Re:Rebadged Newisys 4300? (1)

jpmoney (323533) | more than 9 years ago | (#11762478)

Support, support, support...

At least they are all much better than the APPRO 4-ways (and the other copies of the AMD reference platform).

Yes, we have a V40z at work, so I'm a bit biased...

Re:Rebadged Newisys 4300? (5, Informative)

Anonymous Coward | more than 9 years ago | (#11762551)

That's because there is none. [theregister.com]

Not exactly... (0)

Anonymous Coward | more than 9 years ago | (#11762601)

The v40z has a number of Sun-specific changes to it that differentiate it from the plain Newisys 4300 system. But you are correct that it's the same basic mechanicals.

Re:Not exactly... (1)

sarahemm (707486) | more than 9 years ago | (#11763107)

Other than obvious things (logos, the word 'Sun' in firmware, colours of plastic, etc.), what Sun-specific changes have been made? Just curious :)

Hmmm (4, Funny)

Neil Blender (555885) | more than 9 years ago | (#11762320)

Reading through the benchmarks, I see they compiled KDE under gentoo in just under 17 weeks. I'm impressed.

Re:Hmmm (4, Funny)

jd (1658) | more than 9 years ago | (#11762643)

You think that's bad? You notice the benchmark is for 2.6.4, but kernel.org is at 2.6.11-pre4-mm1. That tells you how long it took to do the download on this box.

compile time (-1)

gordo3000 (785698) | more than 9 years ago | (#11762326)

I just did a quick check of the article and I didn't see a compile time of 30, second, only of 160 seconds, which is still good but not nearly 30 seconds.

other than that, doesn't seem to be revolutionary at all, just another 4 way server. I've seen these advertised for quite a while, even with the 4 way opteron.

Re:compile time (0)

Anonymous Coward | more than 9 years ago | (#11762492)

Learn to RTFS. 2 minutes, 30 seconds = 150 seconds.

Fast Kernel Compile (4, Interesting)

AFCArchvile (221494) | more than 9 years ago | (#11762328)

2 minute, 30 second Linux 2.6.4 kernel compile!

That's pretty fast compared to what I've done: compiling 2.4.27 in Gentoo on a Sun Ultra 2 (2 x 300 MHz UltraSPARC). It took over 90 minutes, and that was without the USB and Bluetooth sections of the kernel, since there's no way the Ultra 2 can make any use of either.

Re:Fast Kernel Compile (0)

Anonymous Coward | more than 9 years ago | (#11762359)

Well now that you know this difference, you can drop twenty grand and have some more modern Sun hardware.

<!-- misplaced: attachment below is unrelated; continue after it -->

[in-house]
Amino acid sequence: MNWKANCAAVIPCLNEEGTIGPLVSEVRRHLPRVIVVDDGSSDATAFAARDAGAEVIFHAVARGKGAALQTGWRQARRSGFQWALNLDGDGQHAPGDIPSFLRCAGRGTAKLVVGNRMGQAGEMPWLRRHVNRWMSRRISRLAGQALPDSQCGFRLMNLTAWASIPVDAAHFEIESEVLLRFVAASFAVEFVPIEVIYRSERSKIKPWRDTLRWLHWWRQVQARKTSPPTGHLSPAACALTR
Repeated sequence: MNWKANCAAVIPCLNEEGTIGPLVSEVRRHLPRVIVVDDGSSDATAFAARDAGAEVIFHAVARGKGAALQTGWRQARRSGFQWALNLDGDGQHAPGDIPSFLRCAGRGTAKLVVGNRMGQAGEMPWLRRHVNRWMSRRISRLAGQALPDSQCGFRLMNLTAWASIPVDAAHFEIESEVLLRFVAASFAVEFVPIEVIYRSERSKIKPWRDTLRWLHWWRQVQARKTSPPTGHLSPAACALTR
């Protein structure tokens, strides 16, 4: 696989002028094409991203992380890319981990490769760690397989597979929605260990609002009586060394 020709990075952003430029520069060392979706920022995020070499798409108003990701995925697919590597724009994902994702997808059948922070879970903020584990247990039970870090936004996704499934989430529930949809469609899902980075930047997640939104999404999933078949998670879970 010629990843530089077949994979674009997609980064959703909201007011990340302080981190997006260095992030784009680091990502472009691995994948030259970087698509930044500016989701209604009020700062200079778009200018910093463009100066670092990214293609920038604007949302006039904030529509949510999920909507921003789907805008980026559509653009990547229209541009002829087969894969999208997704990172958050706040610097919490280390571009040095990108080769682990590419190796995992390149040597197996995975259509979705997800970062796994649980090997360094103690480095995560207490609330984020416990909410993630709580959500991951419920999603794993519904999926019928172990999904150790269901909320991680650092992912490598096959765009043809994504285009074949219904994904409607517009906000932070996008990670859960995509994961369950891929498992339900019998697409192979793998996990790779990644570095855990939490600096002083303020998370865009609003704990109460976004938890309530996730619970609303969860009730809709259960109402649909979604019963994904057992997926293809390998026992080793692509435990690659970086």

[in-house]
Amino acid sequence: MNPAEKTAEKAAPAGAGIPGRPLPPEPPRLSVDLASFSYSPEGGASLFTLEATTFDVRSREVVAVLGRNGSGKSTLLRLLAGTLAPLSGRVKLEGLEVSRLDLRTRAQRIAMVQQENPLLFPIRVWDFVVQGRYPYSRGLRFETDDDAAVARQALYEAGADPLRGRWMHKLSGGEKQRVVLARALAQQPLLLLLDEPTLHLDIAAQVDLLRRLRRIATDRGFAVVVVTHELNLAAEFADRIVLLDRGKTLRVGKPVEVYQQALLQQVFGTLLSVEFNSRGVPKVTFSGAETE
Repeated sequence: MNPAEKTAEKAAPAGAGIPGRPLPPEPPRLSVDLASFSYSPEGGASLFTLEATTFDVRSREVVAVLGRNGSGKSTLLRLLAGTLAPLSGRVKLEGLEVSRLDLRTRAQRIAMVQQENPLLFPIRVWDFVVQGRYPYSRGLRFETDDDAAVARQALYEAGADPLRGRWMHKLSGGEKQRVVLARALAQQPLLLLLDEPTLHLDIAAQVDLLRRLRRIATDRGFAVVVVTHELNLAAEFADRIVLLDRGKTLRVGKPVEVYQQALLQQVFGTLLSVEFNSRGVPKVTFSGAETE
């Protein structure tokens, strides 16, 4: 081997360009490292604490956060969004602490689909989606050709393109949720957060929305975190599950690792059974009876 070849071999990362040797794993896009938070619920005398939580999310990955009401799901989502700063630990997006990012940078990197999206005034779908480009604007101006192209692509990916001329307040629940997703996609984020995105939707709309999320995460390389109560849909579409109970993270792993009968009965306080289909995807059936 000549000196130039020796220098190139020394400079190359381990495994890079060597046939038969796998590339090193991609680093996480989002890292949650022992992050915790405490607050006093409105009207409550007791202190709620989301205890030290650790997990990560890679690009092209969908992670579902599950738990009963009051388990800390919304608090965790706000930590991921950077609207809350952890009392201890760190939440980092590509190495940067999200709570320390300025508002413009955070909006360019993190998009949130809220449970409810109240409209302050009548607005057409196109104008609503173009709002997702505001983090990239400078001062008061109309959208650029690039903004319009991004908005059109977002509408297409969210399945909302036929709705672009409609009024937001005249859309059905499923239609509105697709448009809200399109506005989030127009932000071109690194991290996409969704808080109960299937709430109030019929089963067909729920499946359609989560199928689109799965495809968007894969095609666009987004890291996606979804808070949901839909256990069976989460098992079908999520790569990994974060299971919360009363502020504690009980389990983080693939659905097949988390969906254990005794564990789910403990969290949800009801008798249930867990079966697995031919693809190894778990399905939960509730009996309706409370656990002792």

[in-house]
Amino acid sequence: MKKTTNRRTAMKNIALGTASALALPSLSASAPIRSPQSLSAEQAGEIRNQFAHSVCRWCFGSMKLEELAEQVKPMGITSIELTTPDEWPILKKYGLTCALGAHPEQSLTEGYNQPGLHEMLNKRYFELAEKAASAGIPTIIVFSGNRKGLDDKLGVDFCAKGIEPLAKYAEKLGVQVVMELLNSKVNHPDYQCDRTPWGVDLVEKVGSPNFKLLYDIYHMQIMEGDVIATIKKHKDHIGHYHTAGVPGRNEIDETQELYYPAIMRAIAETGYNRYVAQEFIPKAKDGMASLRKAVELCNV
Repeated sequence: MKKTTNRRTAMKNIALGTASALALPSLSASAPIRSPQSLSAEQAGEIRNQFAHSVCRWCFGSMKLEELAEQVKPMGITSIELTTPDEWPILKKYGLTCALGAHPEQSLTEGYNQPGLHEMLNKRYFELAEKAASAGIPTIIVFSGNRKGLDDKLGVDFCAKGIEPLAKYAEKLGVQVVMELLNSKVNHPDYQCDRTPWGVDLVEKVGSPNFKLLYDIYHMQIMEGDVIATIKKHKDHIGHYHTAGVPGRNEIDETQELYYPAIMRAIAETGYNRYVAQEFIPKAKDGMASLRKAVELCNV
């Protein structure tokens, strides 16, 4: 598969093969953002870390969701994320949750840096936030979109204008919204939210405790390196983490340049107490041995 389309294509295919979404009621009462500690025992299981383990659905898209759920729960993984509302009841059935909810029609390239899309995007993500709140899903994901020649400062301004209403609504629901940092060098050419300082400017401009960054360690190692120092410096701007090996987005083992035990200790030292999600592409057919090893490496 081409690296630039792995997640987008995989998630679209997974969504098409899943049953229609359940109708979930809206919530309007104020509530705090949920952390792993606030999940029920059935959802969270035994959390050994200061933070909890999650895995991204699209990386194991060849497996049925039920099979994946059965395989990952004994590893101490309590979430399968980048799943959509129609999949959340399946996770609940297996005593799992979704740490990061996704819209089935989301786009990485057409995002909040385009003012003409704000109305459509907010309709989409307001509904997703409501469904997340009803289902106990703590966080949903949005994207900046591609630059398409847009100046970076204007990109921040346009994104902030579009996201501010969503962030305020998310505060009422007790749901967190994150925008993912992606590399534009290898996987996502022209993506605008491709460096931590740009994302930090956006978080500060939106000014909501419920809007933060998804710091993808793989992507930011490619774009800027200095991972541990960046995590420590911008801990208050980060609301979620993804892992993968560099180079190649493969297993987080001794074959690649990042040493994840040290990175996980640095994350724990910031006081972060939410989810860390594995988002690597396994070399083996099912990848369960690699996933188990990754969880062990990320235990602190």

It must take some serious patience to use Gentoo on that sucka ;-)

Re:Fast Kernel Compile (1)

AFCArchvile (221494) | more than 9 years ago | (#11762495)

Yeah, I had to devote an entire day to installing Gentoo, and the box didn't have an Internet connection. I had to boot the Gentoo CD with the "docache" option at the SILO prompt to allow the ejecting of the CDROM, and dump the entire package CD onto the hard drive. Even then I couldn't get a number of packages.

The box isn't running Gentoo normally, though; I basically wanted to go through a Gentoo install successfully so I could do it all again in less time when I have the box situated in a semi-permanent, usable place. It's running Solaris 10 now, which is pretty cool, but Java Desktop runs pretty slow. Still very usable in CDE though. This computer isn't used regularly; I just do my *nix experimentation on it now and then.

Some may ask "Why not use Debian instead if you have no Internet?" I already tried; Debian Woody doesn't interface with the hardware RTC chip or the power interface, so I couldn't reliably change the system clock, and I'd have to manually shut down the box. I have the same Debian running in a Sparcstation 5 though, and it doesn't have any those incompatibility problems.

Champion of Linux? (1, Interesting)

Anonymous Coward | more than 9 years ago | (#11762329)

Maybe if Sun hadn't given a ton of money to SCO, but they did so no, Sun is not a champion of Linux.

Re:Champion of Linux? (0, Informative)

Anonymous Coward | more than 9 years ago | (#11762402)

Sun had to buy IP from SCO for OpenSolaris and some device drivers. Get over it, because the deal wasn't to drive SCO's lawsuits.

This SCO-Sun conspiracy theory has just got to die. It is really annoying.

Since when... (0)

rd4tech (711615) | more than 9 years ago | (#11762336)

the kernel compilarion speed is a benchmark factor for a server hardware.

Ram?

Re:Since when... (4, Interesting)

Lehk228 (705449) | more than 9 years ago | (#11762419)

Since when... (Score:1)
the kernel compilarion speed is a benchmark factor for a server hardware.


because it is something that many home users as well as server admins have actually performed on various machines and gives a better measure of performance to people than some arbitrary benchmark score.

Specs (5, Informative)

zerocool^ (112121) | more than 9 years ago | (#11762343)

From Sun's site:

http://www.sun.com/servers/entry/v40z/index.jsp

* Linear Processor Scalability
* Lights Out Management (LOM) with integrated service processor
* Redundant, hot-swap power and cooling
* Supports existing 32-bit x86 OS and applications

* Up to 4 AMD Opteron 800 Series processors
* Up to 32 GB
* Up to six hot-swap Ultra320 SCSI disks

- Solaris 10 on x64